Why there aren’t any straight women
Megan Stodel // 8 November 2015
This is one for the ‘straight’ ladies out there. Why the scare quotes? Well, a study has recently found that, in the words of The Independent, women are “never straight”.
That’s right: you, as a self-aware, cognisant human may be labelling yourself as heterosexual, but your fanciful masquerade has been uncovered by Dr Rieger from the University of Essex, whose groundbreaking research unequivocally proves that life really is like The L Word promised.
In brief (or sexy lingerie), in the study, of the women who identified as straight, 74% were strongly sexually aroused when they were shown videos of “both attractive men and attractive women”. Arousal was measured by a few indicators, including pupil dilation.
I have some thoughts on this.
Let’s assume for the sake of argument that the measures of arousal are sound (because it will make this post a more manageable length, not because I have nothing to say about it…). Is it actually the case that being aroused by an image or scene of a woman means that you can’t be straight? What if you’re aroused by some women but have no desire to be sexually or romantically involved with one? What if you’re not even consciously aroused by women? What if, I don’t know, you’re defining yourself as straight because that’s how you personally feel about your own sexual identity?
I strongly suspect there are women and men who, in different circumstances, might identify differently. Statistics around sexual orientation are almost impossible to interpret, because as long as they have been collected, there has been societal homo- and biphobia that inevitably lead to reticence to discuss or reveal sexual orientations that don’t fit the straight expectations. There are probably some women who might identify as bisexual or gay but who haven’t ever met another woman who turns them on, or for whom the idea is so unacceptable that they haven’t engaged with it. I certainly would prefer a world where everybody could feel comfortable in any sexual identity and believe it’s likely that in that world, we would see more people identify unheterosexually.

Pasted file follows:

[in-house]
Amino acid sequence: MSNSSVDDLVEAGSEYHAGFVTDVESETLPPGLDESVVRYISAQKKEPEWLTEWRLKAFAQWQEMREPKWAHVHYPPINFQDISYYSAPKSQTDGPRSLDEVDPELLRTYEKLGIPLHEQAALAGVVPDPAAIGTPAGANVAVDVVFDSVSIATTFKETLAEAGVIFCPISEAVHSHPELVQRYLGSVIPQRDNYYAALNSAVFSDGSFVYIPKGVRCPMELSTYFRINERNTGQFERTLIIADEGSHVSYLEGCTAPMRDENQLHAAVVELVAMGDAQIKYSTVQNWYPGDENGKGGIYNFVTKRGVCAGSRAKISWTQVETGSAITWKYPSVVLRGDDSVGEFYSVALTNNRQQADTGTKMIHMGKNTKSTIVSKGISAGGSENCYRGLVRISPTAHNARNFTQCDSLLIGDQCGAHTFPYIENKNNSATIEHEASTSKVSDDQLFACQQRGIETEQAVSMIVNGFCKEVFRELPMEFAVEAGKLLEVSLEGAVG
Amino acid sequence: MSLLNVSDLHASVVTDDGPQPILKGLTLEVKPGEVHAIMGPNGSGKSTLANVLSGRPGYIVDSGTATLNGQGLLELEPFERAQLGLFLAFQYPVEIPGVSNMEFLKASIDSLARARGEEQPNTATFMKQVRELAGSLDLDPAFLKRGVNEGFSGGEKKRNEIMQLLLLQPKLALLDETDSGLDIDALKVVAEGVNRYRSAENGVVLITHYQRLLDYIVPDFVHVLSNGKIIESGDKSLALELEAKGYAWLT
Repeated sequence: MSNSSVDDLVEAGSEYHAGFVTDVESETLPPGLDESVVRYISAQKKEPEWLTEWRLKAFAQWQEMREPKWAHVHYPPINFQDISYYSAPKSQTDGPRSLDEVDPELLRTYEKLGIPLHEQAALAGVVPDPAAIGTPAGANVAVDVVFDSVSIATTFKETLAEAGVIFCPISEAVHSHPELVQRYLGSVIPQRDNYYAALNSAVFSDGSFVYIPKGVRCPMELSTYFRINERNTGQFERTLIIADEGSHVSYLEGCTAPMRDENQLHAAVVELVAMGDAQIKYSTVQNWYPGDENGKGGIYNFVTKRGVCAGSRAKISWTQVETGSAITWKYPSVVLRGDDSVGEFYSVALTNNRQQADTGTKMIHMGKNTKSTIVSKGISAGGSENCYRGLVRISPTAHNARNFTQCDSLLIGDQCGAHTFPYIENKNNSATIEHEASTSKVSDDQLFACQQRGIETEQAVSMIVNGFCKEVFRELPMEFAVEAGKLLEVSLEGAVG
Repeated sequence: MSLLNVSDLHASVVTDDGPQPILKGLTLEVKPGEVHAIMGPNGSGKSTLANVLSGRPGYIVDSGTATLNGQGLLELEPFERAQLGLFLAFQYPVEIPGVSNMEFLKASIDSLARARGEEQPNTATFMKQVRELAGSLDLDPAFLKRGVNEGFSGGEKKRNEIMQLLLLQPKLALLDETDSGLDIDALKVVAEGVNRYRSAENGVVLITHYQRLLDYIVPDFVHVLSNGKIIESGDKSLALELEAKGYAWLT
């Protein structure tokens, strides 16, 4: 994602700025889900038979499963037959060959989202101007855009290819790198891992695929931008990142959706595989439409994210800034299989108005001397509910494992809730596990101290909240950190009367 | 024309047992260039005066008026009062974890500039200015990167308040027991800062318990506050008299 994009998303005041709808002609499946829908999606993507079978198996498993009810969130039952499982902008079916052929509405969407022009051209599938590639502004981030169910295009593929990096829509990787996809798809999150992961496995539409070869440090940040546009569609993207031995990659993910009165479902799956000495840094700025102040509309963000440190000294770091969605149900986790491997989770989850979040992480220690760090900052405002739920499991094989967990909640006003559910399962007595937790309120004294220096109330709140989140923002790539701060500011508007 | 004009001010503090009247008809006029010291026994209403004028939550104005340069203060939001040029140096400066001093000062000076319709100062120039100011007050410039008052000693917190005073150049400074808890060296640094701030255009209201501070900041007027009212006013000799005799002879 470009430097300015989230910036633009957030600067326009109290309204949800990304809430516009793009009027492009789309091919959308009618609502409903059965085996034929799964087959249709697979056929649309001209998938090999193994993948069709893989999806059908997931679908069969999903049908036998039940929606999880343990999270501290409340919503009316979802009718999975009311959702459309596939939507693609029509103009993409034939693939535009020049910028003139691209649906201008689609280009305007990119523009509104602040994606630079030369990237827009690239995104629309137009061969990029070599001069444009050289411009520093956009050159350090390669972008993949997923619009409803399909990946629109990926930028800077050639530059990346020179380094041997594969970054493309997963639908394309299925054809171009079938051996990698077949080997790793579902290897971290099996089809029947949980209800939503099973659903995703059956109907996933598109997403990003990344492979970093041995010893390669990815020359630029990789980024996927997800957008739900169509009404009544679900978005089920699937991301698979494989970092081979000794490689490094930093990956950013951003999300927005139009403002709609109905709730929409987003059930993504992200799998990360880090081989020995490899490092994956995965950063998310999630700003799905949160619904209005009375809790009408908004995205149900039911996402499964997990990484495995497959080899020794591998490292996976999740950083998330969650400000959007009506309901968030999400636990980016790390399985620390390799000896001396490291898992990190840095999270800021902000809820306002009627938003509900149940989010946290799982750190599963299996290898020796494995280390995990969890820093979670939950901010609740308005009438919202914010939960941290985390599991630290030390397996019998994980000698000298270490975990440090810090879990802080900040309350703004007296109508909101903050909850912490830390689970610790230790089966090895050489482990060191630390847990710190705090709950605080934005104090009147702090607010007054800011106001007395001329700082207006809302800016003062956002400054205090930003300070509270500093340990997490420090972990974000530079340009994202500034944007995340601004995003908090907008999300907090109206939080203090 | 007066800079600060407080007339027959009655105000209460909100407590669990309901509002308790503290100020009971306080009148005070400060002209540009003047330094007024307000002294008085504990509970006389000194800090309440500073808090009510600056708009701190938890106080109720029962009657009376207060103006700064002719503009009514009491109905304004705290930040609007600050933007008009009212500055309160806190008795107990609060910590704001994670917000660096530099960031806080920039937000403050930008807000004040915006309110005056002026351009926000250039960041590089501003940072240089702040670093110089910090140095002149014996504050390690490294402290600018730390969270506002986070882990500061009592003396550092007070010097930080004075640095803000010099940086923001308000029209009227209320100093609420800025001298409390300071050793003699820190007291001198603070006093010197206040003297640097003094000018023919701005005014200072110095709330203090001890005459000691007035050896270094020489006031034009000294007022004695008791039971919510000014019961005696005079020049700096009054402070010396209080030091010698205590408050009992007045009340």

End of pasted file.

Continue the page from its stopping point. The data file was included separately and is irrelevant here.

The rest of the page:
But I think there is a more obvious explanation for the reason why this study has thrown up this result. Women are very accustomed to seeing women as objects of desire. Welcome to the male gaze.
So much of the media we consume assumes a heterosexual male perspective – a very generic, macho kind that is pretty unrepresentative of a lot of men, but nonetheless is built on the assumption that the viewer is sexually attracted to women. Films, ads, video games, TV shows: again and again women’s bodies are lingered over, uncovered, overtly lusted over in a way that barely ever happens with men. On the rare occasions it does, it is done in a way that is exclusively marketed towards women or occasionally gay and bi men – it’s a niche, a novelty, whereas women’s bodies are mass market.
I wouldn’t find it at all surprising if a lot of women are aroused by other women, even those who would consider themselves completely heterosexual. Women are those we are taught to be aroused by. That doesn’t mean we are “never straight”; it means that our bodies react in a way that is coherent with a lifetime of conditioning. It’s telling, I think, that it is specified that the women are “attractive”. What does that word mean? It’s such a subjective categorisation that presumably it means “conventionally attractive”, by the standards of the media, the type of women who are exactly those we are continually instructed are sexy and stimulating.
This sort of story frustrates me because it misses the point. Instead, it becomes about labels and denial of identity. Generally, I want to be enthusiastic about research around sexuality, because there’s so much that isn’t understood, but just as I’m furious when I hear people deny bisexuality, I’m exasperated to see straight women be told they are getting it wrong. (Also, I can’t help but feel the story itself is an example of the male gaze at work; there’s something about a headline suggesting that all women want to fuck other women that really speaks to Mr Generic Straight Man.)
Our aims should be, surely, to do as much as we can to make the world a welcoming and comfortable place to be who we truly are; part of that entails accepting that imposing identity and labels is an antithesis to this.
The photo is by Gabriela Serrano and is used under a creative commons licence. It shows a close up of somebody’s eye, with dark wavy hair falling slightly over it.